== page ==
The cost has been cut from £140 to £5 but changes stop short of “meaningful reform”
BY DIVA STAFF
The cost of applying for a gender recognition certificate (GRC) has been reduced from £140 to £5, taking affect today (Tuesday 4 May).
Introduced under the Gender Recognition Act 2004, a GRC allows a person’s legal gender to be recorded on their birth and marriage certificates. The process has long been criticised by campaigners for being invasive, expensive and bureaucratic.
In response to a 2018 consultation on the Gender Recognition Act, Liz Truss, Minister for Women and Equalities, announced the reduced fee and an online application that will make the process “fairer and simpler”.
Truss said: “As we build back better, we want transgender people to be free to live and to prosper in modern Britain.
“In the National LGBT Survey, 34% of transgender people told us that the cost of applying for a certificate was holding them back from doing so. Today we have removed that barrier, and I am proud that we have made the process of getting a certificate fairer, simpler and much more affordable.”
But the changes to the gender recognition process don’t go far enough, with campaigners describing it was “the absolute bare minimum”.
Chay Brown, a spokesperson for TransActual, said: “What we know, and what we hear from our supporters is that the system is still fundamentally broken.
“Most of the barriers to applying remain: not least the cost of amassing evidence. Moving the application process online will do nothing, on its own, to reduce the uncertainties surrounding that process. Indeed, if it is moved wholly online, then the net effect of this change could make it even harder for some trans people to apply for a GRC.
“Not least is the problem that medical experts attempting to support trans applicants find themselves faced with guidance that would have left Kafka reeling. There is no clarity as to what evidence counts, what terminology may be used – and an ongoing problem that those who transitioned some years ago are frequently unable to supply documentation, either because it is no longer valid or because it has simply vanished over the years.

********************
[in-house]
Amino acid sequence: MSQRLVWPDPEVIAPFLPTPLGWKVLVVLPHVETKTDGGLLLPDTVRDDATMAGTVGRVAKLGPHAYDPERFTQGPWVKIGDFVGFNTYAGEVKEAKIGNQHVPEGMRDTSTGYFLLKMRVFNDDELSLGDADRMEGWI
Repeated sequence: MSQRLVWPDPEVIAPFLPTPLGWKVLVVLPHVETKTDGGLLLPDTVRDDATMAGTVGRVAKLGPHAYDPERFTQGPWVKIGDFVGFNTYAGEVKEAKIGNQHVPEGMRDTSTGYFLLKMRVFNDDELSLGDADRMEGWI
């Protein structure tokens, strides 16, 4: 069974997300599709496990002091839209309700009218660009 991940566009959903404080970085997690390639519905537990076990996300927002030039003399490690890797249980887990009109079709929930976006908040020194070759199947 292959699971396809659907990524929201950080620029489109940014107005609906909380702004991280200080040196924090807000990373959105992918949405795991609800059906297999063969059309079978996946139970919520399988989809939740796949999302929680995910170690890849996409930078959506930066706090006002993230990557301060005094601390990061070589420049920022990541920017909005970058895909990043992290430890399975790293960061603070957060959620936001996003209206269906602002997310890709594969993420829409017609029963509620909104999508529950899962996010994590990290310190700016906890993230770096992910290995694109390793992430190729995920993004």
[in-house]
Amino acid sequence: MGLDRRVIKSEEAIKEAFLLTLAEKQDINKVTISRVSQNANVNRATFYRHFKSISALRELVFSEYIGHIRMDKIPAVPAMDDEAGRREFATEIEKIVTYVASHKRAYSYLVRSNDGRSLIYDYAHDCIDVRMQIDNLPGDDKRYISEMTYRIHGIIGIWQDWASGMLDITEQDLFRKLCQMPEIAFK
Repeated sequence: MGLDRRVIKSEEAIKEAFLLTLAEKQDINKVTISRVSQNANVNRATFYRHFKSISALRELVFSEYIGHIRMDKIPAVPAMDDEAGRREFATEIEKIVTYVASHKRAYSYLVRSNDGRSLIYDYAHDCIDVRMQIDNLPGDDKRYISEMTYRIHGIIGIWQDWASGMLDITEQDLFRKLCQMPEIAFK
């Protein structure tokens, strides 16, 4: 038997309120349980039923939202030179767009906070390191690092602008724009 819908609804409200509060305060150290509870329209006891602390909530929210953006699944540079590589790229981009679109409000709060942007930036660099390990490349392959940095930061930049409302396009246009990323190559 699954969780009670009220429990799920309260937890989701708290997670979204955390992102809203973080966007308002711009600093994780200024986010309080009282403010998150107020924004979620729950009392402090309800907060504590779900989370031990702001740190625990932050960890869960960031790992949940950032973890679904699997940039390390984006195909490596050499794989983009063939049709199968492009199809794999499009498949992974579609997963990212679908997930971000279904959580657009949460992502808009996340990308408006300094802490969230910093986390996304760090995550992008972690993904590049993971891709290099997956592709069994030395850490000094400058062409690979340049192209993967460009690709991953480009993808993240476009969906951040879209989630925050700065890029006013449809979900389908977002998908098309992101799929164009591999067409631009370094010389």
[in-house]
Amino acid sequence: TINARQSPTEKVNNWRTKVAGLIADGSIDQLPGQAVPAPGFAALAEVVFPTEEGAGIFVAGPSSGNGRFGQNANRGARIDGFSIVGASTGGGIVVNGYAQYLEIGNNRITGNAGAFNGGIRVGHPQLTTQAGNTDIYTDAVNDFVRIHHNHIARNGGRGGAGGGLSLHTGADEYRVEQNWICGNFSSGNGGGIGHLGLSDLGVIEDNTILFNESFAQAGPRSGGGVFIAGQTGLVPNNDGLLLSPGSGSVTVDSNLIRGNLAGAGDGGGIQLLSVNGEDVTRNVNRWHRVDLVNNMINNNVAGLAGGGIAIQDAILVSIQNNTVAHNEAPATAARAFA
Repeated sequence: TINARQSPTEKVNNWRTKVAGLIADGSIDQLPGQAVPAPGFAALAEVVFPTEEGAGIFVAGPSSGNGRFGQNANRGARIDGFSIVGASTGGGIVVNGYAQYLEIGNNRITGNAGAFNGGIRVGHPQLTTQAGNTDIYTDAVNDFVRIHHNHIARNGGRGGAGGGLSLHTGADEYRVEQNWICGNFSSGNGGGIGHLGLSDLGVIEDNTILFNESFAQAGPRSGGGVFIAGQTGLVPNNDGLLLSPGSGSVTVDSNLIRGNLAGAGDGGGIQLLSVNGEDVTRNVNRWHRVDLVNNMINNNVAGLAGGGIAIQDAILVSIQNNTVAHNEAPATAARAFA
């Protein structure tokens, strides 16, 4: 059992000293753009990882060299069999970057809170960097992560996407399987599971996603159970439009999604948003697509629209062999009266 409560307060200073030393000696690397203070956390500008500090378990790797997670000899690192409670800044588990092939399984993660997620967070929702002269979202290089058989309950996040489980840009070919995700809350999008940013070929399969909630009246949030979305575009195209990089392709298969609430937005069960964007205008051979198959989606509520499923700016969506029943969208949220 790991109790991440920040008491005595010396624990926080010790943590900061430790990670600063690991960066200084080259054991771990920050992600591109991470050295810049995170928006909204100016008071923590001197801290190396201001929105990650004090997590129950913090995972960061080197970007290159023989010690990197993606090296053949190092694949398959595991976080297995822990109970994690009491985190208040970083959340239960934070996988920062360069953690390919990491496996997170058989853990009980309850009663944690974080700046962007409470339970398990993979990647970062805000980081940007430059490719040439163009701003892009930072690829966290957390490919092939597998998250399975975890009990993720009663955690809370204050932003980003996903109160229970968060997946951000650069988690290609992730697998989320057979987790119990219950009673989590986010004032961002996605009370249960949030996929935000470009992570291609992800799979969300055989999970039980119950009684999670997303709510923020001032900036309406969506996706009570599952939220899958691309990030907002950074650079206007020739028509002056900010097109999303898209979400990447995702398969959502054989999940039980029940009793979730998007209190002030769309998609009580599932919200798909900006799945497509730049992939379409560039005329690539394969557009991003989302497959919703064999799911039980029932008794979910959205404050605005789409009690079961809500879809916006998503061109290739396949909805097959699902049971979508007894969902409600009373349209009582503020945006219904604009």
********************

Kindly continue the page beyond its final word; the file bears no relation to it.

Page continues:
“The ultimate insult to the trans community is that the announcement justifies this change by reference to a Government consultation on this issue. In that consultation, a majority of respondents were in favour of simplifying the process and removing both the need for medical reports and the spousal veto – all of which would have had far more impact in reducing the costs that trans people face. The Government has ignored all of those proposals, going instead for the proposal with the least benefit to trans people.
“The Government has also ignored a growing demand for the recognition of non-binary people. This is despite a growing trend towards doing this elsewhere in the world, and despite a petition which, as of yesterday, had amassed over 100,000 signatures.
“To pick and choose which bits of a consultation you will support, while simultaneously patting yourself on the back for doing so, is disingenuous in the extreme.”
Nancy Kelley, CEO of Stonewall, called for further information on moving the process online, and pushed the government to commit to meaningful reform. She said: “It’s important that the government commit to a clear timeline of further changes to streamline the application process, and move it online.
“However, none of these changes are a substitute for meaningful reform to the Gender Recognition Act.”
5,871 GRC’s have been granted since 2005, according to government figures.
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